David Biller – Bloomberg Business, 05/27/2015
Brazil’s economy probably shrank in the first three months of 2015, and the second quarter may be worse as the nation enters its first recession in six years.
Gross domestic product contracted 0.6 percent in the first quarter, according to the median estimate of 36 economists surveyed by Bloomberg. When surveyed last month, analysts forecast that would be the year’s weakest quarter. Now they foresee the second quarter being even worse, according to a May 22-27 survey.
As steward of Brazil’s economic policy, Finance Minister Joaquim Levy has cut spending while raising taxes and the prices of regulated items to avert a sovereign downgrade. At the same time, the central bank is boosting borrowing costs to slow inflation. This two-pronged tightening has already taken a toll on industry and investment, and the slump will spill over into consumption and services in the second quarter, according to Roberto Padovani, chief economist at Banco Votorantim.
Taylor Barnes – USA Today Sports, 05/28/2015
As word of the arrests of 14 FIFA officials and sports executives spread, many Brazilians responded with surprise, a measure of support and a sense of vindication over the news.
The country has seen large-scale protests since 2013, often directed at the government with many exasperated with expenditures on last year’s World Cup and the Summer Olympics, which Rio de Janeiro will host next year.
In the year since the World Cup, outsize stadiums built in cities across Brazil that do not have soccer clubs large enough to fill them have reportedly been used as bus parking lots, and venues to host children’s parties, weddings and religious events.
Paulo Trevisani, Djania Savoldi – The Wall Street Journal, 05/27/2015
The Brazilian Senate on Wednesday approved a controversial bill meant to save taxpayer money by reducing pension payments to widows.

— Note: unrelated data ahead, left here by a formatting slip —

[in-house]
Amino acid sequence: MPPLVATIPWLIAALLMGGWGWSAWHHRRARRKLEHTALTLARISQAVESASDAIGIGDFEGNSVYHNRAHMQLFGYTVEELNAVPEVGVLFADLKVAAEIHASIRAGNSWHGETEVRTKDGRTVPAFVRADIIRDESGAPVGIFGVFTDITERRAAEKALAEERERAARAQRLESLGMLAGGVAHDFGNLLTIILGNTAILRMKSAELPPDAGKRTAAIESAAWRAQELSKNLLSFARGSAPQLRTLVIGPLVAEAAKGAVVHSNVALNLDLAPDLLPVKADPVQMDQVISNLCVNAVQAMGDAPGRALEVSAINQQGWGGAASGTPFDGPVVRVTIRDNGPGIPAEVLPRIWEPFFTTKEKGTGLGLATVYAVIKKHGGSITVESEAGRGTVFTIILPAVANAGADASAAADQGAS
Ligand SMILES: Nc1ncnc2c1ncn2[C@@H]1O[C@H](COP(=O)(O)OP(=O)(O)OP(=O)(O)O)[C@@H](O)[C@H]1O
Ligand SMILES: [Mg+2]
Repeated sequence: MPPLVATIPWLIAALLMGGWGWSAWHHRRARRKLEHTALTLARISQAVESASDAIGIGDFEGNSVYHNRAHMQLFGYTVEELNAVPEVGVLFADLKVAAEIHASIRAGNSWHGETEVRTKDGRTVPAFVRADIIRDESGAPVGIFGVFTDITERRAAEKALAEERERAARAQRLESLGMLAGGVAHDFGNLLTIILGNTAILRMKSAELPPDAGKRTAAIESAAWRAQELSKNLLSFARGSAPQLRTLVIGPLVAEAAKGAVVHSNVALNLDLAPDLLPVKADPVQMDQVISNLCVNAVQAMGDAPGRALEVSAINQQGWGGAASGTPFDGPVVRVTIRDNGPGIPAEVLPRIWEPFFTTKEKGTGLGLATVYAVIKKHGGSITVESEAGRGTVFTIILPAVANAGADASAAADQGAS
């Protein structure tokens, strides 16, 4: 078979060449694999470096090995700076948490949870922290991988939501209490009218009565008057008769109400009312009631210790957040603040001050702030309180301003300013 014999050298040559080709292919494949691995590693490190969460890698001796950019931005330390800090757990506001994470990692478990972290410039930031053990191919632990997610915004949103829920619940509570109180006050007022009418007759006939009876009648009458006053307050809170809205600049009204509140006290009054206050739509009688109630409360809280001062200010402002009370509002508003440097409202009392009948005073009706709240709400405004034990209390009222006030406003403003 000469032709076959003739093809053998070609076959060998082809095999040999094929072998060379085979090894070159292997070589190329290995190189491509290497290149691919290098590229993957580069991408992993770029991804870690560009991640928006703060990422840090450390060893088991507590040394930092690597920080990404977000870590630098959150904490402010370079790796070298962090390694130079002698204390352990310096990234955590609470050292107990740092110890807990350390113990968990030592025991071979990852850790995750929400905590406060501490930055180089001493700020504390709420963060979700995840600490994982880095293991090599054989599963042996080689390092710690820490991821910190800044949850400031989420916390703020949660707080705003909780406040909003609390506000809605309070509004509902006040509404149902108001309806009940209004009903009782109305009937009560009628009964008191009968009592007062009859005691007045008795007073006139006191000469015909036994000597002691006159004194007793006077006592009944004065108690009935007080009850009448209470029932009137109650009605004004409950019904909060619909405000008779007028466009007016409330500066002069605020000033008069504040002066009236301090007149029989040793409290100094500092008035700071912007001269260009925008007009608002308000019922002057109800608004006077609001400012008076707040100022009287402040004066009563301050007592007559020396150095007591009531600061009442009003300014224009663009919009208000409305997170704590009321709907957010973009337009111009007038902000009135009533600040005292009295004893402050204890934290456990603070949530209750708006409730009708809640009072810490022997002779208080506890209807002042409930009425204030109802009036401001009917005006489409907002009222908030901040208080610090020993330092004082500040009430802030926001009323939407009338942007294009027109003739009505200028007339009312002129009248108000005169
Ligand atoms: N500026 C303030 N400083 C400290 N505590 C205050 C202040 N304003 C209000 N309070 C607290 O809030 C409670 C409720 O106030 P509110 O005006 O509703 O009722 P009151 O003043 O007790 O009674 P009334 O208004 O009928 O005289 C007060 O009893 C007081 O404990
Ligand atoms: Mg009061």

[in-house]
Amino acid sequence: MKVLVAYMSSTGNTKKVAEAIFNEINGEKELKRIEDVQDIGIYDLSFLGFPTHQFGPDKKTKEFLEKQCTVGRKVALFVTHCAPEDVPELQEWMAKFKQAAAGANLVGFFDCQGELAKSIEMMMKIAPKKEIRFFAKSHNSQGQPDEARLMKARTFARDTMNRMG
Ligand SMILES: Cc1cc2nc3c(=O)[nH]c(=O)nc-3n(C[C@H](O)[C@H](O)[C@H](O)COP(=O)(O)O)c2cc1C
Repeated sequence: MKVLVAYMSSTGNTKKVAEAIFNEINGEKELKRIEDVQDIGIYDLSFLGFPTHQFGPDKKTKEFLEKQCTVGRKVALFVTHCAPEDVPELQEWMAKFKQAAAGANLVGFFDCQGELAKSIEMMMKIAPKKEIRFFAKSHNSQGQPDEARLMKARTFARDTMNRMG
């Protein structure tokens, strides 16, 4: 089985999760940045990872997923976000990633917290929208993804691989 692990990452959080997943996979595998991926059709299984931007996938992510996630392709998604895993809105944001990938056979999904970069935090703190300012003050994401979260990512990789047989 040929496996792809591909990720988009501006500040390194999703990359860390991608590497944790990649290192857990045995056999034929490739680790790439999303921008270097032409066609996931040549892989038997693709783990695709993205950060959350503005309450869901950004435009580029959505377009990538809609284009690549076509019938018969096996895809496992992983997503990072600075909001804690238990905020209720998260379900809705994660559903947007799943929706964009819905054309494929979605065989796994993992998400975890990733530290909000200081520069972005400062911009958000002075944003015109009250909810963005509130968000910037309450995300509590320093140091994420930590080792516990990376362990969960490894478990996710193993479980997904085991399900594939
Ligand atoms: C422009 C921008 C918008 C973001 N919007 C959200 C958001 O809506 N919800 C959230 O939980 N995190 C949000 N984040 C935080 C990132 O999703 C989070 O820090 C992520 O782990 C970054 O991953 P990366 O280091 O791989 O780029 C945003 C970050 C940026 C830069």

The measure is part of a broader effort to reduce the government’s high debt levels, which are threatening the country’s investment-grade rating.
The vote is a victory for President Dilma Rousseff and comes less than a day after Congress cleared another bill that reduces unemployment benefits. Together, the bills will save some 15 billion Brazilian reais ($4.8 billion) in taxpayer money, government officials say.
Matthew Townsend, Tariq Panja – Bloomberg Business, 05/27/2015
Nike Inc. said it’s cooperating with authorities on the same day the U.S. unsealed charges saying an unidentified sportswear company took part in bribing a Brazilian soccer official for a sponsorship agreement.
The deal described in an indictment of FIFA officials mirrors one obtained by Nike. The charges refer to a U.S. company that signed a partnership with the Brazilian federation in 1996. Nike, based in Beaverton, Oregon, announced its decade-long pact with Brazil that year.
“Nike believes in ethical and fair play in both business and sport and strongly opposes any form of manipulation or bribery,” the company said Wednesday in an e-mailed statement. “We have been cooperating, and will continue to cooperate, with the authorities.” Nike, which isn’t named in the indictment, declined to comment on the allegations.
Juan Pablo Spinetto, Anna Edgerton, Sabrina Valle – Bloomberg Business, 05/27/2015